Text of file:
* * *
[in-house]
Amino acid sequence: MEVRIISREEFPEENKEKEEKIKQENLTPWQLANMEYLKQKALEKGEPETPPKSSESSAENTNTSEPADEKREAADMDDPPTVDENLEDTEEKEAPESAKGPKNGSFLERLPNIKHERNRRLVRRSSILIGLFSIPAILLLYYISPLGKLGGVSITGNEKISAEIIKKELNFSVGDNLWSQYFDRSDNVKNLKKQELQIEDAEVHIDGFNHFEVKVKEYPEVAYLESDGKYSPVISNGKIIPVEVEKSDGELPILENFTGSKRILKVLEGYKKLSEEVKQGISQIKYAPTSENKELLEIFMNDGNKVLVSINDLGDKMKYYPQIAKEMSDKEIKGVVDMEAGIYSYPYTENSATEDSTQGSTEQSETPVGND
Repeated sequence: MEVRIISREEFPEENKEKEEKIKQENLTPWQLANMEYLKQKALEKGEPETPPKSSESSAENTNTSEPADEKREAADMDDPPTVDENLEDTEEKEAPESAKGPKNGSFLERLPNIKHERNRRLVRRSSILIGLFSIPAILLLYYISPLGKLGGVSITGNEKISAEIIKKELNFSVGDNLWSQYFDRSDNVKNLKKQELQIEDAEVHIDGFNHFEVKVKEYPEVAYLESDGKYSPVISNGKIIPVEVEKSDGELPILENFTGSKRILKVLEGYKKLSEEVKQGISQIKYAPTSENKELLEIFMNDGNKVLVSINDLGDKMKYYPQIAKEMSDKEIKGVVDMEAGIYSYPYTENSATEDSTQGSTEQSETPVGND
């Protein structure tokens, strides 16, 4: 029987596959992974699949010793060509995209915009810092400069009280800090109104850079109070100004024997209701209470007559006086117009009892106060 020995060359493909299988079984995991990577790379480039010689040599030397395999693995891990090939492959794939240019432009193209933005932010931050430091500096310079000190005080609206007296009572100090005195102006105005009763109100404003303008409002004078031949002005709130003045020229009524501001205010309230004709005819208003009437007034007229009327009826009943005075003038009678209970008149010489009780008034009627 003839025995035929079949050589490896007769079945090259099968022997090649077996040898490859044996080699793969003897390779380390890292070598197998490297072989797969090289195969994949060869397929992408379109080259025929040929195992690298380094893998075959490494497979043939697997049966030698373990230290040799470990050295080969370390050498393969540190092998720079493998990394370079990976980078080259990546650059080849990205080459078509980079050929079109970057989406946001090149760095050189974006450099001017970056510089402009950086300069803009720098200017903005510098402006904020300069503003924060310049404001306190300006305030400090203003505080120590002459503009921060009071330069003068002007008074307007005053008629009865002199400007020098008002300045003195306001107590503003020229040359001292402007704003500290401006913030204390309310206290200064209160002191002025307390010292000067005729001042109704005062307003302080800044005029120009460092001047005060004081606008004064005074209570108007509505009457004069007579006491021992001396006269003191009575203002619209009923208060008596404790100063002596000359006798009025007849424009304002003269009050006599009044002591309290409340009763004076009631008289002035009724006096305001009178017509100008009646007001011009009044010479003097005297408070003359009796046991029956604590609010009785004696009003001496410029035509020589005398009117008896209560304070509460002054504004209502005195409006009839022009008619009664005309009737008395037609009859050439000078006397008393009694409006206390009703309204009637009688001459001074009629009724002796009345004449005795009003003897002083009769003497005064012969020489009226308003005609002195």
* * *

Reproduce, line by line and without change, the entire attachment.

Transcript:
[in-house]
Amino acid sequence: MEVRIISREEFPEENKEKEEKIKQENLTPWQLANMEYLKQKALEKGEPETPPKSSESSAENTNTSEPADEKREAADMDDPPTVDENLEDTEEKEAPESAKGPKNGSFLERLPNIKHERNRRLVRRSSILIGLFSIPAILLLYYISPLGKLGGVSITGNEKISAEIIKKELNFSVGDNLWSQYFDRSDNVKNLKKQELQIEDAEVHIDGFNHFEVKVKEYPEVAYLESDGKYSPVISNGKIIPVEVEKSDGELPILENFTGSKRILKVLEGYKKLSEEVKQGISQIKYAPTSENKELLEIFMNDGNKVLVSINDLGDKMKYYPQIAKEMSDKEIKGVVDMEAGIYSYPYTENSATEDSTQGSTEQSETPVGND
Repeated sequence: MEVRIISREEFPEENKEKEEKIKQENLTPWQLANMEYLKQKALEKGEPETPPKSSESSAENTNTSEPADEKREAADMDDPPTVDENLEDTEEKEAPESAKGPKNGSFLERLPNIKHERNRRLVRRSSILIGLFSIPAILLLYYISPLGKLGGVSITGNEKISAEIIKKELNFSVGDNLWSQYFDRSDNVKNLKKQELQIEDAEVHIDGFNHFEVKVKEYPEVAYLESDGKYSPVISNGKIIPVEVEKSDGELPILENFTGSKRILKVLEGYKKLSEEVKQGISQIKYAPTSENKELLEIFMNDGNKVLVSINDLGDKMKYYPQIAKEMSDKEIKGVVDMEAGIYSYPYTENSATEDSTQGSTEQSETPVGND
């Protein structure tokens, strides 16, 4: 029987596959992974699949010793060509995209915009810092400069009280800090109104850079109070100004024997209701209470007559006086117009009892106060 020995060359493909299988079984995991990577790379480039010689040599030397395999693995891990090939492959794939240019432009193209933005932010931050430091500096310079000190005080609206007296009572100090005195102006105005009763109100404003303008409002004078031949002005709130003045020229009524501001205010309230004709005819208003009437007034007229009327009826009943005075003038009678209970008149010489009780008034009627 003839025995035929079949050589490896007769079945090259099968022997090649077996040898490859044996080699793969003897390779380390890292070598197998490297072989797969090289195969994949060869397929992408379109080259025929040929195992690298380094893998075959490494497979043939697997049966030698373990230290040799470990050295080969370390050498393969540190092998720079493998990394370079990976980078080259990546650059080849990205080459078509980079050929079109970057989406946001090149760095050189974006450099001017970056510089402009950086300069803009720098200017903005510098402006904020300069503003924060310049404001306190300006305030400090203003505080120590002459503009921060009071330069003068002007008074307007005053008629009865002199400007020098008002300045003195306001107590503003020229040359001292402007704003500290401006913030204390309310206290200064209160002191002025307390010292000067005729001042109704005062307003302080800044005029120009460092001047005060004081606008004064005074209570108007509505009457004069007579006491021992001396006269003191009575203002619209009923208060008596404790100063002596000359006798009025007849424009304002003269009050006599009044002591309290409340009763004076009631008289002035009724006096305001009178017509100008009646007001011009009044010479003097005297408070003359009796046991029956604590609010009785004696009003001496410029035509020589005398009117008896209560304070509460002054504004209502005195409006009839022009008619009664005309009737008395037609009859050439000078006397008393009694409006206390009703309204009637009688001459001074009629009724002796009345004449005795009003003897002083009769003497005064012969020489009226308003005609002195």